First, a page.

Using influence is an important business (and life) skill. The success of your projects will depend on your ability to use influence skills when you don’t have authority.
To use influence, you must try to understand others’ needs and communicate effectively to meet those needs. Below we discuss various strategies to do this. You must decide which strategy is the most useful for each situation.
- Interpersonal Awareness
- Relationship Building
- Organizational Awareness
- Common Vision
- Impact Management
- Logical Persuasion
For each strategy, decide if this would be an effective strategy for your own project. Estimate how often you use each of the strategies (High, Medium, or Low).
Dealing with Resistance
Some people will resist your requests. They are being asked to do more with less, just as you are.
Some people are reluctant to work with people from other areas or consider special projects to be outside their job descriptions. There are many reasons why someone may resist cooperating.
Your tasks are to:
- Anticipate the sources of resistance
- Plan how to deal with unexpected resistance rather than reacting to it
- Avoid trying to overcome the resistance
- Ask for more information
- Understand why the person is resisting
- Be sympathetic and understanding of the other person's situation
- Choose an influence strategy that could work in this situation
Since your role in managing a project or working on the project team is different from your day-to-day duties, you will need to anticipate the resistance you may feel yourself as well as that you may experience from others. Common areas of resistance are time and resource constraints, role confusion, commitment issues, and personality conflicts.
Adding a project to your busy schedule is always a challenge. As you discover more about the project and track its progress, you will find that you must make adjustments in your day-to-day work.
- Discuss time conflicts with your manager when you take on the project.
- Decide which of your current tasks and assignments can take a lower priority while the project is in progress.
- As new time constraints come up, reprioritize your assignments.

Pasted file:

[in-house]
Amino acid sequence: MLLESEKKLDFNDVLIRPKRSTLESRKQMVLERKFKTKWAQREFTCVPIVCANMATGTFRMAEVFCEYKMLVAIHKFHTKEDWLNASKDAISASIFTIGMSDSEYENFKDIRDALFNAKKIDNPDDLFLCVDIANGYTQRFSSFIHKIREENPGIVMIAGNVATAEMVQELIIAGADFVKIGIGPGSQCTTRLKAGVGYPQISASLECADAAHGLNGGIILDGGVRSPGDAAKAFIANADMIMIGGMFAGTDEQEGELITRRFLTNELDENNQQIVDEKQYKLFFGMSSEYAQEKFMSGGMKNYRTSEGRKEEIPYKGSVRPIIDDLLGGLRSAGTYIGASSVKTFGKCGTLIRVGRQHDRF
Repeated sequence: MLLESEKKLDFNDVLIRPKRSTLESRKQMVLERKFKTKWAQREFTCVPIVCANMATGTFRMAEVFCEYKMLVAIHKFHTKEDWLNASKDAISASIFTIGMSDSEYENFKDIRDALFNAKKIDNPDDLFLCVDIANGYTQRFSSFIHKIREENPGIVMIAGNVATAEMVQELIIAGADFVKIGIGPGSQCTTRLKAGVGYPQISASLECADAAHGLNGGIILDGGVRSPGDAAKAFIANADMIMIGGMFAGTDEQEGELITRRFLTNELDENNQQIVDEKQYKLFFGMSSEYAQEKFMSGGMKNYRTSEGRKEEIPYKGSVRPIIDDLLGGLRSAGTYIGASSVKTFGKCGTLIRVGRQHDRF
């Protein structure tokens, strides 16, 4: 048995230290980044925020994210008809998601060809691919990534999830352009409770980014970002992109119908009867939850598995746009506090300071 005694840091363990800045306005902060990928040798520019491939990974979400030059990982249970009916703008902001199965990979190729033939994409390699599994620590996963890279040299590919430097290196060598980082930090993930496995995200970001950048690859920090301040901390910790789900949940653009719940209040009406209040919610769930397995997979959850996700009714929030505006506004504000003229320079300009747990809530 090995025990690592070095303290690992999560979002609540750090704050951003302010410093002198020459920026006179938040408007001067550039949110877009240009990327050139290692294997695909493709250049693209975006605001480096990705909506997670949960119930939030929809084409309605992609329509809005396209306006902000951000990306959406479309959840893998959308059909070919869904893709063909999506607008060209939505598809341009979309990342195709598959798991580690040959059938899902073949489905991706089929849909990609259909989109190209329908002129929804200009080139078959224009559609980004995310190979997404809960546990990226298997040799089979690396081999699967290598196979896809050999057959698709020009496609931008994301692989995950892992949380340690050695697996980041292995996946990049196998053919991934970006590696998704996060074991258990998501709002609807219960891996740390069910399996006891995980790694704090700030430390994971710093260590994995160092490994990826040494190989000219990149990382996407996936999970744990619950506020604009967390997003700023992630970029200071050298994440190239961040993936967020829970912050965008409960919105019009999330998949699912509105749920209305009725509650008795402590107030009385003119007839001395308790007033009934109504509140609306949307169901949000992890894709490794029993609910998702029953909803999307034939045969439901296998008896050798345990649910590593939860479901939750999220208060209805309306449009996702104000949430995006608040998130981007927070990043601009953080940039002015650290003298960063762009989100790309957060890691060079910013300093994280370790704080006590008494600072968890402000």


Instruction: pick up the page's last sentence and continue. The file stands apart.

- Be proactive and seek input from your manager before crises develop.
- Consider using software tools. They can be especially helpful in projecting and tracking the actual time you will need to spend.
- Be understanding and realistic about others’ time.
- Seek everyone’s input on realistic timeframes for accomplishing tasks.
- Find others to assist you with your daily tasks while you work on the project.
- Get the cooperation of your manager or others.
- Much of our discussion of time constraints applies to resource constraints
When you approach others to get information or ask for cooperation, they may resist, since you are communicating in a way that is different from your day-to-day role.
- Gain cooperation through influence strategies and good communication skills.
- Ask your manager to smooth the way and set up the proper expectations of your project role.
Since many of your project teams will not be traditional teams, it is important to use as many team techniques as possible:
- Circulate the team contact list, minutes of team meetings, reports, status, and tracking information.
- Consistently refer to the group as a “team.”
- Establish a positive expectation.
- Consider the most effective influence strategies.
- Discuss the situation with your manager, pointing out what you have done to build commitment and asking for assistance.
- Are you communicating in the most effective way with each person?
- Are there other approaches that you could use to be more effective?
- Try role-playing before the next encounter to practice more effective communication
Establishing and Using Your Authority
Establishing your authority within the project does not rest on your position’s power. It rests on the projection of authority that you exercise. Your most powerful tools are being well organized and keeping the project on track.
- Prepare a detailed project plan and make sure everyone knows where he or she fits in.
- Involve the team members in plan development, including scheduling and responsibilities.
- Notice each team member’s contribution and avoid giving orders.
- Run efficient and effective meetings.
- Promote good communication.
- Be scrupulous in reporting progress against plan. Manage by facts, not by wishes.
- Be aware of the political issues surrounding the project.
- Review plans with your managers to make sure they are on track, comprehensive, and realistic.
- Keep an eye on the progress of the project so that you always know the status of progress, schedule, and budget.
- Report regularly to all the stakeholders. Make reports factual, succinct, and useful.
Confidence with New Skills
As you begin to develop and use new influence, it is common to feel uncomfortable or to lack confidence.
Follow these simple steps:
1. Find someone with whom you feel comfortable to work with you.
2. Describe the situation and the strategy you plan to use and why you plan to use it.
3. Role play the discussion and ask for feedback on its effectiveness. Improve it.
4. After you feel you can use the strategy, try it.
5. Discuss the results with the person you have been working with in the role playing.
6. Refine your approach for the next time.
7. Try not to be judgmental with yourself. Simply look for ways to improve your skills.
© 2006 American Management Association. All rights reserved.
This article was adapted from materials from AMA’s seminar Project Management for Administrative Professionals.